Excuse me – how much?

Stunned and stupefied at my daughter’s first college fair



I recently took my 16-year-old daughter to her first college fair so please excuse me if I seem a little bewildered. And by bewildered, I mean whatever the word is for “missing money we haven’t even made yet.”

Did you know that college is very expensive? Of course you did, because unlike me, you are not a big dummy. I‘d heard the cautionary tales about the cost of higher education for more than a few years, but I thought my typical approach of “ignore it and it will go away” would serve me well yet again. Turns out it didn’t in this situation. I probably should’ve gone with something more like “plan ahead” or “save more money” or “be wealthy.”

Since I had none of those things tucked into the back pocket of my rich guy pants, I went in with visions of ivy-covered brick buildings dancing in my head and not much else. I only knew that I was determined to get her through college without incurring the kind of debt that’ll have her paying until she’s my age — by which time schools will be accepting spacebucks.

She’s still a junior in high school, so we thought we’d get a bit of a jump on research and campus visits. It started with the college fair, which ended up being like a science fiction movie where people appear completely normal, but must be body snatchers because they speak a slightly unfamiliar language and say unsettling things, like: “expected family contribution.” I’m sure it roughly translates to “stop going to Disney and buying guitars.” (And I couldn’t quite get the dialect, but I’m also sure it also included the phrase, “you big dummy.”)

We stopped at a table to talk to a representative from an upstate New York school with gorgeous imagery and some great programs. The room was a little loud and it was difficult to hear, so when she answered my first question — “How much?” — I was a little surprised at how reasonable it seemed. That misconception was quickly cleared up.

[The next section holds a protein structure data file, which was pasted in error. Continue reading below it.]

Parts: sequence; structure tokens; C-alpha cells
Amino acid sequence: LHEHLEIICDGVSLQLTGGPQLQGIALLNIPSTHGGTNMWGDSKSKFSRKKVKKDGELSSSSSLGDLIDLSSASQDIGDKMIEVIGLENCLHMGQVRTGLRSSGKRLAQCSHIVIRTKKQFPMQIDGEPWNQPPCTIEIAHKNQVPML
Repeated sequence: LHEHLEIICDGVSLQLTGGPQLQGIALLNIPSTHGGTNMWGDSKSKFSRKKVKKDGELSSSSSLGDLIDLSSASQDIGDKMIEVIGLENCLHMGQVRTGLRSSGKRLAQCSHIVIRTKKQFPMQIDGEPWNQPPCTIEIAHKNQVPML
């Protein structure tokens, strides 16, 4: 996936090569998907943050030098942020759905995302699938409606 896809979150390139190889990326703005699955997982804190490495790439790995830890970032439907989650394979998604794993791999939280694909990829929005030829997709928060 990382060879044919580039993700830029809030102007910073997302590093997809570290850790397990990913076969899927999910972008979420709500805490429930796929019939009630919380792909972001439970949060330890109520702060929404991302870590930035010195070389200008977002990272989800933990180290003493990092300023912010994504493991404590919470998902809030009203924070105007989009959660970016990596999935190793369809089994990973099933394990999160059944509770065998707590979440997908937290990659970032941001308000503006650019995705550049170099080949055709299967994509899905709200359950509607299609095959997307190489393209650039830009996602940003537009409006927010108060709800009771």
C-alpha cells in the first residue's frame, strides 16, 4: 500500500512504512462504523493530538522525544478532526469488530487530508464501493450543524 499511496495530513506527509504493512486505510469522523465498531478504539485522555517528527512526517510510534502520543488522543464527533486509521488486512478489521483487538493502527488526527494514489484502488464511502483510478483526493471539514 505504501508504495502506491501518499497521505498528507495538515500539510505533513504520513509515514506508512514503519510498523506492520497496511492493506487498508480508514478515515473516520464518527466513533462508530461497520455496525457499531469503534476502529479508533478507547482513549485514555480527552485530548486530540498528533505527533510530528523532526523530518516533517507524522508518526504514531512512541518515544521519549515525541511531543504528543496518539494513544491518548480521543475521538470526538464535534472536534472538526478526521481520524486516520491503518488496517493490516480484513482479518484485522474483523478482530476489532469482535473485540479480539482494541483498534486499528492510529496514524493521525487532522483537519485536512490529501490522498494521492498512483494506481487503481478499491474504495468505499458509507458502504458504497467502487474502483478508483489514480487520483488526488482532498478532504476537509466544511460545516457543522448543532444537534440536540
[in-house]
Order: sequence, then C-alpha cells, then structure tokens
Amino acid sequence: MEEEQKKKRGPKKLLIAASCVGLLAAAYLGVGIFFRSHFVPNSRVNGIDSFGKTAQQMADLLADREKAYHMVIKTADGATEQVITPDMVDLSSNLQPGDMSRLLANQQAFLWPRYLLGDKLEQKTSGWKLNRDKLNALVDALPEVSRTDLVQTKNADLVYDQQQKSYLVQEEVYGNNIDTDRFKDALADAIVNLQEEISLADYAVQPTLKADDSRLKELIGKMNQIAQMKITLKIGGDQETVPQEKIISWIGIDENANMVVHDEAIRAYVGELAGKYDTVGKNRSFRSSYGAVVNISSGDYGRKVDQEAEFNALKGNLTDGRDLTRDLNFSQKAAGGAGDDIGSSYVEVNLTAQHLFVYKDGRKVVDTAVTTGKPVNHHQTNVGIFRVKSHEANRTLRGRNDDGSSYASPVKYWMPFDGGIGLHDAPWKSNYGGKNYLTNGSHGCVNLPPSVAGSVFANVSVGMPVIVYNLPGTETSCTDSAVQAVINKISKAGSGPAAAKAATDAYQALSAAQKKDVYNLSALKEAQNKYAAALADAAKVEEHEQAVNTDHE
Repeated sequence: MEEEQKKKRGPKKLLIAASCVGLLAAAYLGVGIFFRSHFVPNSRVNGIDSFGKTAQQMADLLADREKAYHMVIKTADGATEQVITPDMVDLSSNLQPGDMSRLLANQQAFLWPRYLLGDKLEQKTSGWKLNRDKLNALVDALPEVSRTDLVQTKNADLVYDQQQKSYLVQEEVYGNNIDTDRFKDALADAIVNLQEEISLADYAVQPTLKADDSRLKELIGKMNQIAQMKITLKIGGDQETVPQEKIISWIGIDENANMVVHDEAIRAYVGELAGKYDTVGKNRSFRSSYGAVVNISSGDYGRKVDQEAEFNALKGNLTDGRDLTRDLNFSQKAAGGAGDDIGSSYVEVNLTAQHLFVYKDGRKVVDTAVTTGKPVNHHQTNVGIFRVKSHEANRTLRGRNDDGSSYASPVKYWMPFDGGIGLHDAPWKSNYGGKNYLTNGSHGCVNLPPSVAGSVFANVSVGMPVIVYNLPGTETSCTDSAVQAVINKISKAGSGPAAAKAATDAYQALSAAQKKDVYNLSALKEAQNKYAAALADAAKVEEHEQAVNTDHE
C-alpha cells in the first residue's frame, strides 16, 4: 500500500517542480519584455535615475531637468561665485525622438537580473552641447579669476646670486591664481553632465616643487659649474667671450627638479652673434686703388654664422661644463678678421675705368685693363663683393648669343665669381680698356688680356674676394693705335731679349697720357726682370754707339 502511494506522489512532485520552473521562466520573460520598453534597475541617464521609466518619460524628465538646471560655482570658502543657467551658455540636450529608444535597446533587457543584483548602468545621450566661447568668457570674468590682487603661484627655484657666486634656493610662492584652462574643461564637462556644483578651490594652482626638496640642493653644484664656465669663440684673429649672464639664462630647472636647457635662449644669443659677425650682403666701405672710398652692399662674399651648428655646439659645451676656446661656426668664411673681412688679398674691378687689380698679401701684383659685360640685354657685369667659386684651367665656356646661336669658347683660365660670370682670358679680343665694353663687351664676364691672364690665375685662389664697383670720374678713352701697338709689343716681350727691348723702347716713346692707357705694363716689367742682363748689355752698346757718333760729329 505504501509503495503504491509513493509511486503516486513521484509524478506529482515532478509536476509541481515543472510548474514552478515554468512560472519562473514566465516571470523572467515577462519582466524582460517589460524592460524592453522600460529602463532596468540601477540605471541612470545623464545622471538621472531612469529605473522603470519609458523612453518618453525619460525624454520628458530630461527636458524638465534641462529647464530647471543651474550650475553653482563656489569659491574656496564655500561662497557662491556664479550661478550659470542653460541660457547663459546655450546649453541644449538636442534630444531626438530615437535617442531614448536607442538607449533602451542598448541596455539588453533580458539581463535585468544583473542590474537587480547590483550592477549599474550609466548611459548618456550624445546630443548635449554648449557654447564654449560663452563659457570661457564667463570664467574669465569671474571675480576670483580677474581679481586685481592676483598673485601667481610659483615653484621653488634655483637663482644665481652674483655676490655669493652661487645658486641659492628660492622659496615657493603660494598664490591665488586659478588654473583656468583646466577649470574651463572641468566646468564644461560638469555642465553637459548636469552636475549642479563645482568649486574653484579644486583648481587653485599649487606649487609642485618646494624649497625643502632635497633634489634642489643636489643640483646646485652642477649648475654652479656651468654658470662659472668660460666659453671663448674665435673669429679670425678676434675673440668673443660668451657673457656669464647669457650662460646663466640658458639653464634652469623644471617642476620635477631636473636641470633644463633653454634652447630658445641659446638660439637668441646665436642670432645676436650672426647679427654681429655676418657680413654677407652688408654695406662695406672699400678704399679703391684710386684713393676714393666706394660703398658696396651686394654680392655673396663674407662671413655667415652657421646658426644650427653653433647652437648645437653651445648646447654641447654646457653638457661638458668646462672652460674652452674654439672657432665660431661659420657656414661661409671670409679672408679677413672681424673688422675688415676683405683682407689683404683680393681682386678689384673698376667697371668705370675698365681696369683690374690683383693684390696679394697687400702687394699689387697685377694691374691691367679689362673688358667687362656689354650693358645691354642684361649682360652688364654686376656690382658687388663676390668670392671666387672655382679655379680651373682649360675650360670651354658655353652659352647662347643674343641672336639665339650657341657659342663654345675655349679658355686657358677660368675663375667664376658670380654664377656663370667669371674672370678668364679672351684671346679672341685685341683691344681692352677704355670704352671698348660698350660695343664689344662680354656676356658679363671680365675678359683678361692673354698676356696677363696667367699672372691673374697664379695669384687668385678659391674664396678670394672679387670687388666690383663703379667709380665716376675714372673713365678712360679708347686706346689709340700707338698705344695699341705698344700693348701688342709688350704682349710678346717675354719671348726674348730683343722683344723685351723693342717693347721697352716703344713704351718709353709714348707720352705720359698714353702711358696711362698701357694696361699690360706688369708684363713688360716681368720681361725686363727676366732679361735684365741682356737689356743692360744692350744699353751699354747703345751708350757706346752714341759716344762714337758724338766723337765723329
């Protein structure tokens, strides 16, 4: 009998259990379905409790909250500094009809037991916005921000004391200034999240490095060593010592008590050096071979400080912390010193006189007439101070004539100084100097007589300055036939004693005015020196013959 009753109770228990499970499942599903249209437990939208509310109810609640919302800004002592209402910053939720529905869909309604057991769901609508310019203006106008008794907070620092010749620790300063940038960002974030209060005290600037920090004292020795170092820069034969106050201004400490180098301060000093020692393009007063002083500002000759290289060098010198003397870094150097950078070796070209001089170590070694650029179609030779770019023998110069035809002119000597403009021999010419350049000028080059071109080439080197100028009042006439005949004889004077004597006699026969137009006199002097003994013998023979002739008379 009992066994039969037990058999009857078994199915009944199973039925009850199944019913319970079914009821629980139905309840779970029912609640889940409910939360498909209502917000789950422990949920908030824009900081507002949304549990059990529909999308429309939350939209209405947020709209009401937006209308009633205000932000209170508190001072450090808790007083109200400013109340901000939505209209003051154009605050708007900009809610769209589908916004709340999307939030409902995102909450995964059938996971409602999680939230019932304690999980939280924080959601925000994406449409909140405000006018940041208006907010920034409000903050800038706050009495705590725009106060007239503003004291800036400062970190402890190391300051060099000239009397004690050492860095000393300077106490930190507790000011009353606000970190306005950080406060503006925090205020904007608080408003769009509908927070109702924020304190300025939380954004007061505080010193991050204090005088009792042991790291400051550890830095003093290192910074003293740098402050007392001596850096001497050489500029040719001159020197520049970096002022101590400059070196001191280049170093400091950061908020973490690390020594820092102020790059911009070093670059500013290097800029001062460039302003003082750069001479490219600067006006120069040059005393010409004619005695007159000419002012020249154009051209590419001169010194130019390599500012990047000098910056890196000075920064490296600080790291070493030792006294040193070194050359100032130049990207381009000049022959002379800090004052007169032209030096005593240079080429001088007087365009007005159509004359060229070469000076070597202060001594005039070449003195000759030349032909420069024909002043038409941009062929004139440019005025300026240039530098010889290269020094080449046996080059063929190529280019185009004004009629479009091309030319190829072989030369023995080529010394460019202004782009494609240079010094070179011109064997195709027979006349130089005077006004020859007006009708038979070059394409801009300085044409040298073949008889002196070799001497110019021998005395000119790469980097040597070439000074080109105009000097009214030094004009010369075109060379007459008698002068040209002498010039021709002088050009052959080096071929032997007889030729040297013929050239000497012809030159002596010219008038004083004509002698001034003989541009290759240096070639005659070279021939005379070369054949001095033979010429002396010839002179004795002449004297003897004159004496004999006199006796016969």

“Oh, I didn’t say $16,000 a year — I said $68,000 a year.”

We laughed and laughed. Oh, how we laughed. Only she was serious, so we stopped laughing.

When my daughter and I started walking up and down the lines of tables, I was a youthful man, full of hopes and dreams for my whip smart child. By the time I asked “how much?” to the 15th young college representative, I had aged — my shock of dark, auburn hair now white, my eyes hollow and hopeless. And while I may have held on to my vigor, I dropped my vim back by the UNH table and never bothered to pick it back up.

Stafford loans, Direct PLUS loans, subsidized/unsubsidized loans, scholarships, grants, interest rates — I was told there would be no math. Actually, no one told me that at all. I was just hoping it would be a little easier.   

Bill Burke is the guy hitchhiking down the road wearing a barrel and carrying a hobo’s bindle. He lives in southern New Hampshire with his wife and daughter and is also the managing editor of custom publications for McLean Communications.

More Dad on Board columns by Bill Burke

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Just call us Chew Toy, Boss and Beni

The BIG question

What does she want to be when she grows up? She has a few ideas.

The not-so welcome wake-up call

Mornings start early in our house – our teen daughter is less than thrilled

Bringing up Baby Driver

Driving instruction is best left to the professionals – I’m out
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